Nobel Laureates' climate declaration welcomed

9 July 2015

The ANU Energy Change Institute and the ANU Climate Change Institute have welcomed the signing of the Mainau Declaration 2015 on Climate Change.
ANU astrophysicist and Nobel Laureate, Professor Brian Schmidt, was one of 36 Nobel Laureates in Lindau, Germany, to sign the emphatic appeal for climate protection, citing a "moral bound duty as a scientist on an issue that has such lasting consequences."
The signatories to the Declaration agreed unanimously that there is overwhelming evidence that emissions of greenhouse gases cause global warming.
Professor Schmidt highlighted the Declaration's statement that 'our ever-increasing demand for food, water and energy will, if unchecked, eventually overwhelm the Earth's ability to satisfy humanity's needs and will lead to wholesale human tragedy.'
"With this declaration, we outline the scale of the threat of climate change and we provide the best possible advice," said Professor Schmidt.
Professor Ken Baldwin, Director of the ANU Energy Change Institute, said the Mainau Declaration was an endorsement of the scientific method that underpins our understanding of climate change.
"This understanding is based on rigorous evaluation of the evidence over and over again by the scientific community, which now provides overwhelming indications that climate change is real and is caused by human activity," Professor Baldwin said.
"It is the scientific process that underpins our modern society and our economy, and provides the evidence on which political decisions can be made.
"At best, a parliamentary inquiry to examine the evidence of climate change adds nothing to this understanding, as science has already examined the evidence."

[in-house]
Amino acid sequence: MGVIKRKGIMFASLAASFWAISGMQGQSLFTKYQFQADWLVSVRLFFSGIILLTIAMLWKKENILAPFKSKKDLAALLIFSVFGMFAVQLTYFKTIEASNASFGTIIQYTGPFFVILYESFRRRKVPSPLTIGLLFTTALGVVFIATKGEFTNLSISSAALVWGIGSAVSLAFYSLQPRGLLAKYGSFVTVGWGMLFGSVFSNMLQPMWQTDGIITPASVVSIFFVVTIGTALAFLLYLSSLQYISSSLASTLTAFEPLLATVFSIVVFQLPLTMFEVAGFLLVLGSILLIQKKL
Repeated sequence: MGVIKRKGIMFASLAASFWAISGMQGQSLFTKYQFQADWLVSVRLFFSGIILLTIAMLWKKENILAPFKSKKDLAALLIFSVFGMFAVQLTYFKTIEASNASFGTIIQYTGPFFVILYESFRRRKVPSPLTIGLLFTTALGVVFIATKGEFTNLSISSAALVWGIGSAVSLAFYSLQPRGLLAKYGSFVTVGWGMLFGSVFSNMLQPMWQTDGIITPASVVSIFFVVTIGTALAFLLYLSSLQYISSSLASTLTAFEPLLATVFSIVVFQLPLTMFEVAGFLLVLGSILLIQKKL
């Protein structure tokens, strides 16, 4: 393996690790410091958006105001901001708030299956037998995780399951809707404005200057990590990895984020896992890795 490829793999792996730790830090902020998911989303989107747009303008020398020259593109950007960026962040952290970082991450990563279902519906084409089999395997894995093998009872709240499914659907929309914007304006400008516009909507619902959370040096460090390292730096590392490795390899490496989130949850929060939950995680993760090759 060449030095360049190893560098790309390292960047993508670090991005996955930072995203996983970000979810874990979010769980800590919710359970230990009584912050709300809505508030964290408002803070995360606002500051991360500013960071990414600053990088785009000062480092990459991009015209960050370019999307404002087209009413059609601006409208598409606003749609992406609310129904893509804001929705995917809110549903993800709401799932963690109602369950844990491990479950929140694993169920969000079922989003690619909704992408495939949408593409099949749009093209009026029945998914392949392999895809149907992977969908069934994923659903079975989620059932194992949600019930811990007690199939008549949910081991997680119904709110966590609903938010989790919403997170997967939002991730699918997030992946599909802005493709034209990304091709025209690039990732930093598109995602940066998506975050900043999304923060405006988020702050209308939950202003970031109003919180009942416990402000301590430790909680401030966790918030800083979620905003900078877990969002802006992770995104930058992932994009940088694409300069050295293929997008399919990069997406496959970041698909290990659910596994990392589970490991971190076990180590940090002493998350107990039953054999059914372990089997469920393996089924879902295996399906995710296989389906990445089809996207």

Professor Janette Lindesay, Deputy Director of the ANU Climate Change Institute, commended the Declaration's consideration of the potential impacts of climate change on human society.
"We are already seeing significant changes in the Earth's biophysical systems, ranging from rapidly diminishing Arctic sea ice, through rising sea levels to more intense rainfall events - amongst many more. 
"Allowing unchecked human-induced climate change to compromise the Earth's biophysical life support system is indefensible. When you weigh the costs of current and future harm associated with global warming against the many opportunities for sustainable development and prosperity inherent in many mitigation strategies, the choice is obvious."
"The Mainau Declaration is a clear call from some of the best scientific minds we have to heed the outcomes of the sustaiwarming to continue and the need for mitigation is urgent."
Professors Baldwin and Lindesay said the Mainau declaration was a timely reminder to the world leaders ahead of the United Nations Climate Change Conference in Paris in November 2015.
The pair say the nations of the world must take the opportunity in Paris to take decisive action to limit future global emissions.
ned work by thousands of climate scientists over many decades; we cannot afford to allow the emissions responsible for anthropogenic global